To quench her thirst by drinking of that which the young men had drawn was something she could do by herself. But to eat bread and dip her morsel in the vinegar was different. The morsel was literally “a piece broken off.” One has only to put it that way to see how beautifully it depicts what we do when we break bread in remembrance of our Lord. And this she did as “she sat beside the reapers.” It was an act of fellowship with others. In other words, she had communion with them.
But there is even more here. In direct connection with the foregoing we read that Boaz “reached her parched corn, and she did eat, and was sufficed, and left.” This was over and above that which she had enjoyed in fellowship with the reapers. This was special and individual. As such it may well represent that special portion which many of us, no doubt, have often carried with us from a service such as this.
The last word in our text, as given in our ordinary translation, may be a bit misleading. It does not refer to her departure but rather to that which she had left over after that she herself was satisfied. That this is the meaning is confirmed by the last part of verse 18 in this same chapter. It refers to “that she had reserved after she was sufficed.”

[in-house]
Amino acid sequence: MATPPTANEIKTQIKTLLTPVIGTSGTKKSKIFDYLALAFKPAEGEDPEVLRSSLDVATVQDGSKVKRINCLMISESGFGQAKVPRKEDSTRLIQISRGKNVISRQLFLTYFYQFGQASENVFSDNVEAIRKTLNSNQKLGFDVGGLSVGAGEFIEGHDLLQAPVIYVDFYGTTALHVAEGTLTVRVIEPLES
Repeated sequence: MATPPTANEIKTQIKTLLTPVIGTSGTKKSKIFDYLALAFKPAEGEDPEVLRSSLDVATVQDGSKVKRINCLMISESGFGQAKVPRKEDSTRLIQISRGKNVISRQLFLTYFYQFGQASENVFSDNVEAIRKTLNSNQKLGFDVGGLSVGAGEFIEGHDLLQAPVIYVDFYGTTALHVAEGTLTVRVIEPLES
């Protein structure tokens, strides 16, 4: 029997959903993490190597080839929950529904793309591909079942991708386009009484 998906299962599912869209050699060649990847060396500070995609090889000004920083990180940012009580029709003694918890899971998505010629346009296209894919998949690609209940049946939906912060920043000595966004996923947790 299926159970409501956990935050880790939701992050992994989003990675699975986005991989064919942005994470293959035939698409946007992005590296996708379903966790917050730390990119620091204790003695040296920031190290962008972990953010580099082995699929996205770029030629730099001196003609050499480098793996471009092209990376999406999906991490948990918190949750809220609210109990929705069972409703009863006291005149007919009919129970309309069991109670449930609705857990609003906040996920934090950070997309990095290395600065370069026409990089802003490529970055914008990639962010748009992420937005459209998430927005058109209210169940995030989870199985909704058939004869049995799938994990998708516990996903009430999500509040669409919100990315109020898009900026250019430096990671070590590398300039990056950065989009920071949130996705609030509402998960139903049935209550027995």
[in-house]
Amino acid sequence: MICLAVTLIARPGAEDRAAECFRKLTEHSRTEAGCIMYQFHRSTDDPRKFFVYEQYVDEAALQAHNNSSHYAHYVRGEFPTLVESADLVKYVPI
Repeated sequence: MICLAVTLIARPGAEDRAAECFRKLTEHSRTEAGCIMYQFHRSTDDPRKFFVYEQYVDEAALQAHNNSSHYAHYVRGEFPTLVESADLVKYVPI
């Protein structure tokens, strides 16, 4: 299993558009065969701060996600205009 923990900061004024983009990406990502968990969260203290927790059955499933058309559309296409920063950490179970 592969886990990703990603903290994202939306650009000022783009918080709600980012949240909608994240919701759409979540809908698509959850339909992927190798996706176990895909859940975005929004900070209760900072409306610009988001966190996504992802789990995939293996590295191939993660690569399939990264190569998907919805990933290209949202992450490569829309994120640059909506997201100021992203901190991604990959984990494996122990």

It was this that suggested the title for this meditation, “More than satisfied.” And this is after the manner of our Lord who “is able to do exceeding abundantly above all that we ask or think” (Ephesians 3:20). And we who have been dealt with so generously can well afford to be generous with that which He has so freely bestowed upon us. Let us go forth from His Table, “ready to distribute, willing to communicate” (1 Tim. 6:18).